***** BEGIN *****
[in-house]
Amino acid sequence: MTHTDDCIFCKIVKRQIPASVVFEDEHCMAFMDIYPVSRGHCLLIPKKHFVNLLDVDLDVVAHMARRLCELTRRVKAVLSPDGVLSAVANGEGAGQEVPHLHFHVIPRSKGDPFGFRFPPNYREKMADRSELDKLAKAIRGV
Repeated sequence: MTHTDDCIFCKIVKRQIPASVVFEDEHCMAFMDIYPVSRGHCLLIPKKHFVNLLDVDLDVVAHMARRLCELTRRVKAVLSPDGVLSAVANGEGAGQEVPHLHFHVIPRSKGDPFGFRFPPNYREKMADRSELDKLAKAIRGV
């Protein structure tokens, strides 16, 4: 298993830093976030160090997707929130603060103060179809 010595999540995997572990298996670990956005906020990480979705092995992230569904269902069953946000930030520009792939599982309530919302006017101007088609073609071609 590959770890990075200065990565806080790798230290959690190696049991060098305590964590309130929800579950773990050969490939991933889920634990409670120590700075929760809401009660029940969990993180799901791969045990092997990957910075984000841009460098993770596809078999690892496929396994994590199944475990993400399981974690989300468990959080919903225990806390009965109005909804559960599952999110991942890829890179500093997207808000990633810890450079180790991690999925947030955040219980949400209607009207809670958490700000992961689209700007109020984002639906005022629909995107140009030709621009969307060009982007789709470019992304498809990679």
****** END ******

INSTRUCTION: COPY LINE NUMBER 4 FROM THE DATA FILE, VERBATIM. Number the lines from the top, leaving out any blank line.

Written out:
């Protein structure tokens, strides 16, 4: 298993830093976030160090997707929130603060103060179809 010595999540995997572990298996670990956005906020990480979705092995992230569904269902069953946000930030520009792939599982309530919302006017101007088609073609071609 590959770890990075200065990565806080790798230290959690190696049991060098305590964590309130929800579950773990050969490939991933889920634990409670120590700075929760809401009660029940969990993180799901791969045990092997990957910075984000841009460098993770596809078999690892496929396994994590199944475990993400399981974690989300468990959080919903225990806390009965109005909804559960599952999110991942890829890179500093997207808000990633810890450079180790991690999925947030955040219980949400209607009207809670958490700000992961689209700007109020984002639906005022629909995107140009030709621009969307060009982007789709470019992304498809990679």